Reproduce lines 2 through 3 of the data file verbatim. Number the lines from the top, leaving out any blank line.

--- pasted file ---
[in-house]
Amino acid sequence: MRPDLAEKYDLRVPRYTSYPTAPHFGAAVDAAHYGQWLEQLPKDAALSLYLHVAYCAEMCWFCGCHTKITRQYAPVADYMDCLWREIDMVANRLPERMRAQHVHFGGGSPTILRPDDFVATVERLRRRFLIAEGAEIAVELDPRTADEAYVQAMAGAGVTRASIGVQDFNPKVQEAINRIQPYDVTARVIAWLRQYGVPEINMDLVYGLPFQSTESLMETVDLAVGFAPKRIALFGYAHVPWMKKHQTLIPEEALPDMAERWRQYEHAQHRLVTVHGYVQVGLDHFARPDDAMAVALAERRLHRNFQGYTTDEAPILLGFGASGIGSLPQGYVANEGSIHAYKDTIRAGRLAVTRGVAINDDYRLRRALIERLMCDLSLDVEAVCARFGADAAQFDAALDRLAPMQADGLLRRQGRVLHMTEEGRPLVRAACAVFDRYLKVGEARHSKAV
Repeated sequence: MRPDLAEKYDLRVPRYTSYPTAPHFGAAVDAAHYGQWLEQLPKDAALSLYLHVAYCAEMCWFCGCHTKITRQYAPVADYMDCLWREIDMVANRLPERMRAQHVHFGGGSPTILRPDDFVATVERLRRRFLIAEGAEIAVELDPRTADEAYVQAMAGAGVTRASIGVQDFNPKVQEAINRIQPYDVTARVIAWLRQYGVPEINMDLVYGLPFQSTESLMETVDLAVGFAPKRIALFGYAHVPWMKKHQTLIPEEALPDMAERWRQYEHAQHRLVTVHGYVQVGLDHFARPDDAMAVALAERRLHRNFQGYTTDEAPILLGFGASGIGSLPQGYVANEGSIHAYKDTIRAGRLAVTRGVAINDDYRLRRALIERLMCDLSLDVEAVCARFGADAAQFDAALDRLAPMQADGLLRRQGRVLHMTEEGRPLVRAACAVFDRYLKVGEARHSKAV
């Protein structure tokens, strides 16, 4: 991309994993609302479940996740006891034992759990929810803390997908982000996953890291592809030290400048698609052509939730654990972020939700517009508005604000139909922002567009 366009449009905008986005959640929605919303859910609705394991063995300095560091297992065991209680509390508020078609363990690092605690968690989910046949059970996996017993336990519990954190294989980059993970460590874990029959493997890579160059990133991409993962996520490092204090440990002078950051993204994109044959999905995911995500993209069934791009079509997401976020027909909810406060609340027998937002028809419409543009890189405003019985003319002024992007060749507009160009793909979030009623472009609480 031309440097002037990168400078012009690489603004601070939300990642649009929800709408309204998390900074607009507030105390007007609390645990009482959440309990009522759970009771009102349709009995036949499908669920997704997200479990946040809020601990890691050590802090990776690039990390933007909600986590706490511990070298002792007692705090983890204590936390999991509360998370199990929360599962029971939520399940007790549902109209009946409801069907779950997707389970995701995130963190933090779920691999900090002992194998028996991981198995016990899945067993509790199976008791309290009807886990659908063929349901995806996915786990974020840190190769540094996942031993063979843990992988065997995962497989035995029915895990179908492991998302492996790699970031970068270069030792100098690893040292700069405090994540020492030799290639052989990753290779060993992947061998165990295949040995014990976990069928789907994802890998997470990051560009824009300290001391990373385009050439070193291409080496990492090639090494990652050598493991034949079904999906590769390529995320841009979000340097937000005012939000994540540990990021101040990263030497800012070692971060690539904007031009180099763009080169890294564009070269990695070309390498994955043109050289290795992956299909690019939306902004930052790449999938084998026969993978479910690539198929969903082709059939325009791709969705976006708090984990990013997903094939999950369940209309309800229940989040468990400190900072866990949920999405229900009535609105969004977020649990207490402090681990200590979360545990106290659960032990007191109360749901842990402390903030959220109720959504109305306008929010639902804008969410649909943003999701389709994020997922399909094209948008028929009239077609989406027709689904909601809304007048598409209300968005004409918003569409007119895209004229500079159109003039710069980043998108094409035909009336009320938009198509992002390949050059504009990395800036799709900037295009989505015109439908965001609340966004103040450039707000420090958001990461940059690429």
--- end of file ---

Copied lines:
Amino acid sequence: MRPDLAEKYDLRVPRYTSYPTAPHFGAAVDAAHYGQWLEQLPKDAALSLYLHVAYCAEMCWFCGCHTKITRQYAPVADYMDCLWREIDMVANRLPERMRAQHVHFGGGSPTILRPDDFVATVERLRRRFLIAEGAEIAVELDPRTADEAYVQAMAGAGVTRASIGVQDFNPKVQEAINRIQPYDVTARVIAWLRQYGVPEINMDLVYGLPFQSTESLMETVDLAVGFAPKRIALFGYAHVPWMKKHQTLIPEEALPDMAERWRQYEHAQHRLVTVHGYVQVGLDHFARPDDAMAVALAERRLHRNFQGYTTDEAPILLGFGASGIGSLPQGYVANEGSIHAYKDTIRAGRLAVTRGVAINDDYRLRRALIERLMCDLSLDVEAVCARFGADAAQFDAALDRLAPMQADGLLRRQGRVLHMTEEGRPLVRAACAVFDRYLKVGEARHSKAV
Repeated sequence: MRPDLAEKYDLRVPRYTSYPTAPHFGAAVDAAHYGQWLEQLPKDAALSLYLHVAYCAEMCWFCGCHTKITRQYAPVADYMDCLWREIDMVANRLPERMRAQHVHFGGGSPTILRPDDFVATVERLRRRFLIAEGAEIAVELDPRTADEAYVQAMAGAGVTRASIGVQDFNPKVQEAINRIQPYDVTARVIAWLRQYGVPEINMDLVYGLPFQSTESLMETVDLAVGFAPKRIALFGYAHVPWMKKHQTLIPEEALPDMAERWRQYEHAQHRLVTVHGYVQVGLDHFARPDDAMAVALAERRLHRNFQGYTTDEAPILLGFGASGIGSLPQGYVANEGSIHAYKDTIRAGRLAVTRGVAINDDYRLRRALIERLMCDLSLDVEAVCARFGADAAQFDAALDRLAPMQADGLLRRQGRVLHMTEEGRPLVRAACAVFDRYLKVGEARHSKAV